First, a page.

Logsdon past, present and future

I had the distinct privilege of preaching in chapel at Logsdon Seminary last week. For me, Logsdon has been what some call a “Thin Space,” a place where the eternal seeps into the physical. Through prayer, study, fellowship and, yes, even papers and exegesis, the realm, rule, reign and reality of God has been made more real to me at Logsdon.

I value greatly my experiences at Logsdon that have shaped my ministry significantly.

Friday, it was announced the seminary would be closing.

Deeply sorrowful

I’m grieving. I’m saddened for faculty, staff, alumni, current students and churches that will miss the opportunity to learn, teach and grow from the ministry of Logsdon Seminary.

This decision hurts, and it impacts careers, families and the larger body of Christ.

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I’m also sorrowful to see another one of our seminaries, chartered to train men and women for contextualized gospel ministry, closing.

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Certainly, the landscape and resourcing of denominational entities has been changing and continues to change before our eyes. What has worked in the past does not seem to be working now, and it’s OK to grieve that reality even as we discern what comes next.

For those who are a part of the Hardin-Simmons University family and those who have benefited from the ministry of Logsdon, the closing leaves a major hole.

In an imperfect world, hard decisions sometimes are made in the context of conflicting needs and values. I believe this decision was not made lightly.

Deeply grateful

In my grief, I also find gratitude. While I grieve the reality of this loss for faculty, staff, students and alumni, I also am deeply grateful for the experiences had.

In the classroom, I was taught the Scriptures, challenged to be more like Jesus, and equipped for the work of pastoral ministry. The friendships formed, prayers shared and meals experienced certainly made an impact on my life and ministry.

Pioneer Drive Baptist Church forever is a better church because of the ministry of both Hardin-Simmons University and Logsdon Seminary. Several staff members have been trained in ministry through the seminary, and our church is proud to be the church home to students, administrators, board members, alumni, faculty and friends of the university. The light of Christ has been able to shine brighter through us because of what God has done through Hardin-Simmons University.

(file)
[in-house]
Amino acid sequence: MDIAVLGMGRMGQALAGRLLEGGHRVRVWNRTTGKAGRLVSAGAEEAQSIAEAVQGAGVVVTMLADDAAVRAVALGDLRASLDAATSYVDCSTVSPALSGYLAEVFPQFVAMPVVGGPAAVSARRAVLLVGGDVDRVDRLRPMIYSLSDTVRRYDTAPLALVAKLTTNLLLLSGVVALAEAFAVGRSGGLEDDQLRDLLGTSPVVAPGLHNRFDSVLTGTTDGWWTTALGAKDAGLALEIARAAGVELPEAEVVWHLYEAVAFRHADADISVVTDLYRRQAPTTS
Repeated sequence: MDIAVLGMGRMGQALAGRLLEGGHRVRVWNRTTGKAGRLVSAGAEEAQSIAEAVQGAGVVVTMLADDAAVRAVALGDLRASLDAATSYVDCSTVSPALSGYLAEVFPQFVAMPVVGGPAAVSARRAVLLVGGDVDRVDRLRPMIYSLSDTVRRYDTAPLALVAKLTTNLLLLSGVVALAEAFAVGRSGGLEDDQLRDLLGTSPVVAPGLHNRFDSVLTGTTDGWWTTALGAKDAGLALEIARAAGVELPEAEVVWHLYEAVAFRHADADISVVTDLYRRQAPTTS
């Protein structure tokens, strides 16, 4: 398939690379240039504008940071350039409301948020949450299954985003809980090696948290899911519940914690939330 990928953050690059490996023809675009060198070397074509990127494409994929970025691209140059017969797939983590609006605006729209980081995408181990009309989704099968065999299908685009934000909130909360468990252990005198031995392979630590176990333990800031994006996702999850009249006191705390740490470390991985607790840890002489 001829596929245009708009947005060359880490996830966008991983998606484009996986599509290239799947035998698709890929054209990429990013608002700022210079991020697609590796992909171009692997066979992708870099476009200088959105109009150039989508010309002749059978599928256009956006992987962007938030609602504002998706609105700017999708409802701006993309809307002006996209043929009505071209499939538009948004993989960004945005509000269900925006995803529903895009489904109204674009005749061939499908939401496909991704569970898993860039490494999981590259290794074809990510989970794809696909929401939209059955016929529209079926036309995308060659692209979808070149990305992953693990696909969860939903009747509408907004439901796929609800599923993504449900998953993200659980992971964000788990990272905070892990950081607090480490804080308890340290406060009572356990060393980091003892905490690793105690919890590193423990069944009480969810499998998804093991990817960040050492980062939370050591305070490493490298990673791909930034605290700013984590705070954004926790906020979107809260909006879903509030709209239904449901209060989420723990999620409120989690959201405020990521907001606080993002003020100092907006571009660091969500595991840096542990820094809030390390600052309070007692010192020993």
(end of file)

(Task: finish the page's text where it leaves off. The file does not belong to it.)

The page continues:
Deeply hopeful

To my broader Texas Baptist family and beyond, we need to do some soul-searching about the church and our future leaders.

We need our Baptist colleges and seminaries to train men and women biblically for service in God’s kingdom—specifically with and for the local church.

Texas is a large state, and we need to be able to ensure theological education is easily accessible.

The realities of Christian private education are tough, and the realities of seminary education are even more challenging in these times. Our schools and universities need our prayers and financial support, and they need us to encourage our students to attend.

Together, we must make a commitment to value higher education, support that work financially and seek to value the endeavor that is an “education enlightened by faith.”

We need men and women entering, not only church-based ministry, but all sectors of society with the values of Christ.

I pray for and want to express gratitude to those who are working for a bright future for Hardin-Simmons University. I’m thankful for HSU and Logsdon Seminary and for their impact on my life. I am a different, better, more Christ-like person because of my time there.

May we all continue to hope and pray for God to work in the lives of those who are adversely affected and for God’s continued work through our “fair daughter of the west.”

John Whitten is lead pastor of The Gathering, a ministry of Pioneer Drive Baptist Church in Abilene, Texas, and is the chair of the Baptist Standard board. Views expressed are those solely of the author.

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